Hermine, expected to be the first hurricane to make landfall in the state in more than a decade, also posed a Labor Day weekend threat to states along the northern Atlantic Coast that are home to tens of millions of people.
On Thursday afternoon, the National Hurricane Center extended a tropical storm watch to Sandy Hook, New Jersey.
Hermine became the fourth hurricane of the 2016 season around midafternoon when its sustained winds reached 75 mph (120 kph). Located about 85 miles (135 km) south of Apalachicola, Florida at 5 p.m., it was expected to make landfall early on Friday.
Hermine could dump as much as 20 inches (51 cm) of rain in some parts of the state. Ocean storm surge could swell as high as 12 feet (3.6 meters). Isolated tornadoes were forecast.
After battering coastal Florida, Hermine is expected to weaken and move across the northern part of the state into Georgia, then southern U.S. coastal regions on the Atlantic.
The governors of Georgia and North Carolina on Thursday declared emergencies in affected regions. In South Carolina, the low-lying coastal city of Charleston was handing out sandbags.
Florida Governor Rick Scott declared a state of emergency in 51 of Florida's 67 counties, and at least 20 counties closed schools. Mandatory evacuations were ordered in parts of five counties in northwestern Florida and voluntary evacuations were in place in at least three more counties.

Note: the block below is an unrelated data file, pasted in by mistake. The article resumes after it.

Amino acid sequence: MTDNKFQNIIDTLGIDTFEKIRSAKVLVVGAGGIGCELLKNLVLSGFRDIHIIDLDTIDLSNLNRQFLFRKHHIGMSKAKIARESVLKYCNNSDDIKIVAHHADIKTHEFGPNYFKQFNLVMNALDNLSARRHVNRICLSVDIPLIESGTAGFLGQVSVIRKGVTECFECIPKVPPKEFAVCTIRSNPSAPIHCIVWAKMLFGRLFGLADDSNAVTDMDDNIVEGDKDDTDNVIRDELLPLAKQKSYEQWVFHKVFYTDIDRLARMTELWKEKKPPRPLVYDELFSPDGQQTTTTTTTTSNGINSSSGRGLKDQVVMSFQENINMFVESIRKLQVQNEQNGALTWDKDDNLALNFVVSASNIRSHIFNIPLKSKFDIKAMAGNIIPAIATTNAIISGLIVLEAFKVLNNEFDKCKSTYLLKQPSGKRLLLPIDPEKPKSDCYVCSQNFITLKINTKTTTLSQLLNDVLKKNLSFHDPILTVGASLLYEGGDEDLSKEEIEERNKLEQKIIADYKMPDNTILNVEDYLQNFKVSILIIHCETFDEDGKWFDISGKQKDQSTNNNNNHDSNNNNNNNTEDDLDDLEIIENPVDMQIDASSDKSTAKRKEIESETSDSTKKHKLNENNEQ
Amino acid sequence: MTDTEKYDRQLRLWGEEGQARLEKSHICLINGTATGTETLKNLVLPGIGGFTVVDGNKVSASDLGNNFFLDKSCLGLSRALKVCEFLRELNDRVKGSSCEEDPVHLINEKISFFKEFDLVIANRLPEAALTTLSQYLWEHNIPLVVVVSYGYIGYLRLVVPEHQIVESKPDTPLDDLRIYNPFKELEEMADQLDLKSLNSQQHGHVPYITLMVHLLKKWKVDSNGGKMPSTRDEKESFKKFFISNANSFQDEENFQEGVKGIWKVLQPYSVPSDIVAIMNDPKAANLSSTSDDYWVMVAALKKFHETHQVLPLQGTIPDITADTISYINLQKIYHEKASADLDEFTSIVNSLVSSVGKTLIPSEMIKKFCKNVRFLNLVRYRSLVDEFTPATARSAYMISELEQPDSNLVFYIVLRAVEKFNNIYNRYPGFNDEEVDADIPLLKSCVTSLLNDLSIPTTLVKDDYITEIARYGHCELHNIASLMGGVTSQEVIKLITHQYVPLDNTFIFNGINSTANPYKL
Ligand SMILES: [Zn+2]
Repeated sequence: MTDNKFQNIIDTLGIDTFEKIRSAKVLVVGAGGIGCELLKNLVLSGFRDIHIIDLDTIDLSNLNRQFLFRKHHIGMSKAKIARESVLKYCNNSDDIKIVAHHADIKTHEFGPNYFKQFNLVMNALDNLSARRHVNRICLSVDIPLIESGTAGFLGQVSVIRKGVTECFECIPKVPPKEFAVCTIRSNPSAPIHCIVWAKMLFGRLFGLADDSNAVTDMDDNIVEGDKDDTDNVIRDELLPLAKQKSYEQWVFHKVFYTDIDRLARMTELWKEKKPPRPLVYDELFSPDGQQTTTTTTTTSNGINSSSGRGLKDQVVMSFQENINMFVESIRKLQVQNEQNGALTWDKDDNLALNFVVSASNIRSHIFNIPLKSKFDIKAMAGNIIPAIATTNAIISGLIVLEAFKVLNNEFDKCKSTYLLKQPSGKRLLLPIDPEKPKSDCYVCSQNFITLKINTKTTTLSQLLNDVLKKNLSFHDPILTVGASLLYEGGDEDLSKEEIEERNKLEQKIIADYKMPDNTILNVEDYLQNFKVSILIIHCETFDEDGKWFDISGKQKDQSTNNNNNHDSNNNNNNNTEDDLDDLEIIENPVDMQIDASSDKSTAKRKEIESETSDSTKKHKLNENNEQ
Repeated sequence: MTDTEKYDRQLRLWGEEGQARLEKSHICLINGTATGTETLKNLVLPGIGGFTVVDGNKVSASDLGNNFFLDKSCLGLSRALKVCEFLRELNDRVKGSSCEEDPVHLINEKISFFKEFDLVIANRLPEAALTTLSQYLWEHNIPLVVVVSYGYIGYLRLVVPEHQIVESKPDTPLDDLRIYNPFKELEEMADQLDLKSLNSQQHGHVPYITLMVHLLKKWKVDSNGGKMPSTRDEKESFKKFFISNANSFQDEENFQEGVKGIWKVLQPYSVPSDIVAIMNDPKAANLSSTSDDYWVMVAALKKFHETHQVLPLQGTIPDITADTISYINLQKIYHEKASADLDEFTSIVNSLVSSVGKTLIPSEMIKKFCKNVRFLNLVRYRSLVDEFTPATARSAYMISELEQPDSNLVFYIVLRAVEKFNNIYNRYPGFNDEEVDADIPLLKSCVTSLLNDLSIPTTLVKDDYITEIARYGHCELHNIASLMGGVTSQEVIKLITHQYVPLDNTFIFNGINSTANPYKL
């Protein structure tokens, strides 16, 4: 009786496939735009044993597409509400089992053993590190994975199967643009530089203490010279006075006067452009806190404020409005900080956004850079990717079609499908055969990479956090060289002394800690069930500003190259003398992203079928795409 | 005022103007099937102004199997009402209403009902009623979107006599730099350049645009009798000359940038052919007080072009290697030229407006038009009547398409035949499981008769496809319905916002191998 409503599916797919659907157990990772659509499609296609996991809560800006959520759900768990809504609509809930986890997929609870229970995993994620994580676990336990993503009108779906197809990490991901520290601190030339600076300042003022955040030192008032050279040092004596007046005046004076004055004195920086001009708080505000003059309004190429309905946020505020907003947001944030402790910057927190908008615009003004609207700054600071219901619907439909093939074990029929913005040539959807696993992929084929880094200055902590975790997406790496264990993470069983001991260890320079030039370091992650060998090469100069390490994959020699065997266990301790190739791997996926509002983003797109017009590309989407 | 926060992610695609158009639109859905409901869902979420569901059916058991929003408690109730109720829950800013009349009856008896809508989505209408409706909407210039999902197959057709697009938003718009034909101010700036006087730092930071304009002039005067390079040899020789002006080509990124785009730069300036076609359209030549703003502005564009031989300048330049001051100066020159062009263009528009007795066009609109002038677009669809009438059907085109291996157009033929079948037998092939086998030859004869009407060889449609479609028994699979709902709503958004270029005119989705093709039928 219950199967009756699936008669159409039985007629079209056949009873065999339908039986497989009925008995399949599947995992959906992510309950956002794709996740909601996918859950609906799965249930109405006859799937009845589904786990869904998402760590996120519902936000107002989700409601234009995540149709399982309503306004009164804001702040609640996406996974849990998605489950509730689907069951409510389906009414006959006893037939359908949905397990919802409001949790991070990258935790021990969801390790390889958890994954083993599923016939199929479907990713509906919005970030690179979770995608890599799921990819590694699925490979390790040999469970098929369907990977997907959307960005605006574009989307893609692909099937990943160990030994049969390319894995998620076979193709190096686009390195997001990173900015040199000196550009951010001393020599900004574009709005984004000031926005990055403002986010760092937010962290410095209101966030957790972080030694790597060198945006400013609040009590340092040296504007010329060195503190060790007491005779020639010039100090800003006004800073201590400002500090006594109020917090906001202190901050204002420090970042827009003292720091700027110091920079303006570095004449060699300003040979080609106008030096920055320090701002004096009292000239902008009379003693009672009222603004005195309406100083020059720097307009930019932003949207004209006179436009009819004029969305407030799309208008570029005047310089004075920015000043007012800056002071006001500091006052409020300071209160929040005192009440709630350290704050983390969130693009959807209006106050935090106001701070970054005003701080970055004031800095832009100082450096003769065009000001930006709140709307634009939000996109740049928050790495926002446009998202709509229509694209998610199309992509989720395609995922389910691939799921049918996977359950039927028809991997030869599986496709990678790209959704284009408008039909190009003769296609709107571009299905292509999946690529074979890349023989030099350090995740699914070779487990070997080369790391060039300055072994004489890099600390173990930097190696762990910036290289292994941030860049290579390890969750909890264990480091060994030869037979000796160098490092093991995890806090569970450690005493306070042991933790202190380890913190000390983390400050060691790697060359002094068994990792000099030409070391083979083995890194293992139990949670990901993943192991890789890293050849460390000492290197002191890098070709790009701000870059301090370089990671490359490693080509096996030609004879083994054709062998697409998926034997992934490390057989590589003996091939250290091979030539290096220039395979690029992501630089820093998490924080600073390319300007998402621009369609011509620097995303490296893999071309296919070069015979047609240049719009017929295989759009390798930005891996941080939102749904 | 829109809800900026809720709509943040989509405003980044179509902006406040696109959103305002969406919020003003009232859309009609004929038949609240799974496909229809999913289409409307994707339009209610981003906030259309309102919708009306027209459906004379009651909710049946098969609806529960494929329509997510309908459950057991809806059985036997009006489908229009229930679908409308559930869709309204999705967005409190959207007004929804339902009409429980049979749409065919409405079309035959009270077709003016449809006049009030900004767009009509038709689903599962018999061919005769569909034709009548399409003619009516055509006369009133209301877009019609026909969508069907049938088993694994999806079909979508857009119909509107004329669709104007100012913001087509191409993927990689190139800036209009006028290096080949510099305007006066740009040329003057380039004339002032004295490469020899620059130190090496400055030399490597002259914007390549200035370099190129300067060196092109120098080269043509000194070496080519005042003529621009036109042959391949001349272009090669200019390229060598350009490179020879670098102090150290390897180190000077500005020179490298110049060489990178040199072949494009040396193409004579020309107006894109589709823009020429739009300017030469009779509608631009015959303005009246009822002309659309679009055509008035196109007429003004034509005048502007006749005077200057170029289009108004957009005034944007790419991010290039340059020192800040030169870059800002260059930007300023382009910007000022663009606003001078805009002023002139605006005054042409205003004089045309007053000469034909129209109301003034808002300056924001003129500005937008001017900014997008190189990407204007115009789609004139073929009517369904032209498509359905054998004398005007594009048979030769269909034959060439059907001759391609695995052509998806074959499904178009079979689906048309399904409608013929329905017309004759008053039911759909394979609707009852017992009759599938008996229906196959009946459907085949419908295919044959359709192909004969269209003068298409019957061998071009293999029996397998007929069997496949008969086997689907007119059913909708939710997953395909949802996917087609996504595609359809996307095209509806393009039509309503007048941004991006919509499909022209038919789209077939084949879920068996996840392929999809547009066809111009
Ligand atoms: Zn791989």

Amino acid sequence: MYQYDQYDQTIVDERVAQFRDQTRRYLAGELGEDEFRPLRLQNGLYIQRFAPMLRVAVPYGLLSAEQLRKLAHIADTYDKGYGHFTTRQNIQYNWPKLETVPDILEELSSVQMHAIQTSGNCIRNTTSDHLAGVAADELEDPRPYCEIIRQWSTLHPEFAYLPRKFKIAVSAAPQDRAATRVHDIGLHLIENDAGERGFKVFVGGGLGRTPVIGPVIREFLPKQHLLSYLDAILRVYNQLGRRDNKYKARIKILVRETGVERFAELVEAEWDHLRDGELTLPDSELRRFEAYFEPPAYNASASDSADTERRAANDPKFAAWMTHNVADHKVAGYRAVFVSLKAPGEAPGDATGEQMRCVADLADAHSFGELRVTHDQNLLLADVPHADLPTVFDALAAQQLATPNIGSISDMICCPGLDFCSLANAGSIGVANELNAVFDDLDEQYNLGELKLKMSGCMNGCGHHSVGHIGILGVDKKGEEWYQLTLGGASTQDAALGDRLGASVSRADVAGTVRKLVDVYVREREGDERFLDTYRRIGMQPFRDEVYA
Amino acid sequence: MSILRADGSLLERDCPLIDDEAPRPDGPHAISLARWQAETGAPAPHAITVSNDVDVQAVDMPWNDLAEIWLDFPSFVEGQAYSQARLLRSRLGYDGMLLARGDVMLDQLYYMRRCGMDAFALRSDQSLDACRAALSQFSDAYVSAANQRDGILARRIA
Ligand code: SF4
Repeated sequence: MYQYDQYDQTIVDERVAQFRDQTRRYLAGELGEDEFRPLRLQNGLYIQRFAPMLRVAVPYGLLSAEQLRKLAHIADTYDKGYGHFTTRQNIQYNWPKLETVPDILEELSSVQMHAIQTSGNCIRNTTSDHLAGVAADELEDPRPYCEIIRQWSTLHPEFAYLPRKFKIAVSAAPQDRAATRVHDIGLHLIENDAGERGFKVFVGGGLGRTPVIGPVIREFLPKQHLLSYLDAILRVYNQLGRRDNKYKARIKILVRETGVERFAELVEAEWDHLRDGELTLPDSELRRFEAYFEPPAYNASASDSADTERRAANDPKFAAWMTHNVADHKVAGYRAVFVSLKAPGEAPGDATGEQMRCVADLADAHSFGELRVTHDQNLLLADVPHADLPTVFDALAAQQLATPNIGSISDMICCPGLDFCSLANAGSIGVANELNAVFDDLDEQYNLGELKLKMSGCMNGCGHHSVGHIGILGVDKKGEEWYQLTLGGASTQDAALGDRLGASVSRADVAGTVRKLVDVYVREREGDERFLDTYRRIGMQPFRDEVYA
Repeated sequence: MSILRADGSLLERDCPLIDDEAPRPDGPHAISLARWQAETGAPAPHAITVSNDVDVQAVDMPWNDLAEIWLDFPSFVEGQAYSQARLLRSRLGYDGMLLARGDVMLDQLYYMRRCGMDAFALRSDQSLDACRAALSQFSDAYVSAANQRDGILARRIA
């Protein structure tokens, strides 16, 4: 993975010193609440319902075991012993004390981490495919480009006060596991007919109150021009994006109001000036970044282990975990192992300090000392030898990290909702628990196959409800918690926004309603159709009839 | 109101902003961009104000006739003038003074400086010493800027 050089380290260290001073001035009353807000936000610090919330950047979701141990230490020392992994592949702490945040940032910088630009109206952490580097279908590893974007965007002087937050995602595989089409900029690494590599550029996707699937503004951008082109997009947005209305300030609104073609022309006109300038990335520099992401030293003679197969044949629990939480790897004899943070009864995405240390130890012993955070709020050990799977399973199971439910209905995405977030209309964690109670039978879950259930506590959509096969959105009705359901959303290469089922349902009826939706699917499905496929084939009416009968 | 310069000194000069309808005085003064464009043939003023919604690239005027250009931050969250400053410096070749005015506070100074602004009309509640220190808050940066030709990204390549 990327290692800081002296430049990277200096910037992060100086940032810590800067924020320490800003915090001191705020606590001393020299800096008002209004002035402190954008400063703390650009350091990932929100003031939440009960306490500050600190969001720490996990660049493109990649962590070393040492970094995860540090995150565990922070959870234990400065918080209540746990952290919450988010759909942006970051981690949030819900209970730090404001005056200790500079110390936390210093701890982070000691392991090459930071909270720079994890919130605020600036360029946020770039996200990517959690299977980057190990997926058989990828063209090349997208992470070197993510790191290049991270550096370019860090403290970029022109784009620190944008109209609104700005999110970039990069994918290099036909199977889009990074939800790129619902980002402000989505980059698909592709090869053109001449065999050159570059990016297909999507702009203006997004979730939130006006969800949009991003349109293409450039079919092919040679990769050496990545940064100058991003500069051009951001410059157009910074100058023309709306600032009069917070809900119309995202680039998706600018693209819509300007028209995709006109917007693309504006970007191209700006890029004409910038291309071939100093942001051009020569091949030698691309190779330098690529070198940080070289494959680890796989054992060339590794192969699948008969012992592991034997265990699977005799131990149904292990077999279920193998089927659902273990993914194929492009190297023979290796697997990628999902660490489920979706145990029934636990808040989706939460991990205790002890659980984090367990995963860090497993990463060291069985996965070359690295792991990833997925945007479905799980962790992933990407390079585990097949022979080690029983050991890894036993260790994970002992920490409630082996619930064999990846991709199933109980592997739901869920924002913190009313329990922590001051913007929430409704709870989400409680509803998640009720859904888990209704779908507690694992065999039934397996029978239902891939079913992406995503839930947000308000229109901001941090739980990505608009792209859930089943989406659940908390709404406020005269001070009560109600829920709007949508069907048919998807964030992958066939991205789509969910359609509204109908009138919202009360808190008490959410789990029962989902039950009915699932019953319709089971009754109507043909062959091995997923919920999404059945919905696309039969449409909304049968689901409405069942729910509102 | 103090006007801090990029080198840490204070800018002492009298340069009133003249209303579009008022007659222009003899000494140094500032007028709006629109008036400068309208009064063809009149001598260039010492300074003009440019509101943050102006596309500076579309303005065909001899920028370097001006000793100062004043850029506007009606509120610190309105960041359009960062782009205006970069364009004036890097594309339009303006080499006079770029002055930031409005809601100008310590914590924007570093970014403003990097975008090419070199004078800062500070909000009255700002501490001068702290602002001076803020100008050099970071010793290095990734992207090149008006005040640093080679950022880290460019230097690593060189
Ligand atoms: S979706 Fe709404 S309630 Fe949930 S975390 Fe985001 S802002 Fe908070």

"This is life threatening," Scott told reporters on Thursday afternoon. "You can rebuild a home. You can rebuild property. You cannot rebuild a life."
In coastal Franklin County, people on barrier islands and low-lying areas on the shore were being evacuated.
"Those on higher ground are stocking up and hunkering down," said Pamela Brownlee, the county's director of emergency management.
The last hurricane to make landfall in Florida was Wilma in 2005, the hurricane center said.
Towns, cities and counties were hastily preparing shelters for people and pets and placing electric line repair crews on standby ahead of the storm.
The storm was expected to affect many areas inland of the Gulf Coast. In Leon County, which includes the state capital of Tallahassee, more than 30,000 sandbags were distributed.
At Maximo Marina in St. Petersburg, Florida, dock master Joe Burgess watched anxiously as waters rose 6 inches (15 cm) over the dock at high tide on Thursday afternoon, before slowly receding.
"If we get hit with a real storm head on, all the provisions you can make aren't going to matter out here," he said, ready to use a chainsaw to cut beams on covered slips if rising water pushed boats dangerously close to the roof. "It'd be pretty catastrophic."
On its current path, the storm also could dump as much as 10 inches (25 cm) of rain on coastal areas of Georgia, which was under a tropical storm watch, and the Carolinas. Forecasters warned of "life-threatening" floods and flash floods there.
Still, many people in Florida, whose population has swelled since the last hurricane struck, saw Hermine less as a threat than entertainment.
Manatees on the Bay, a restaurant and bar on the waterfront in the Tampa Bay region, was offering storm drink specials including beer and shots.
"We thought about doing a hurricane," said owner Perry Murphree, referring to the name of a popular sweet cocktail. "But I don't want to tempt fate."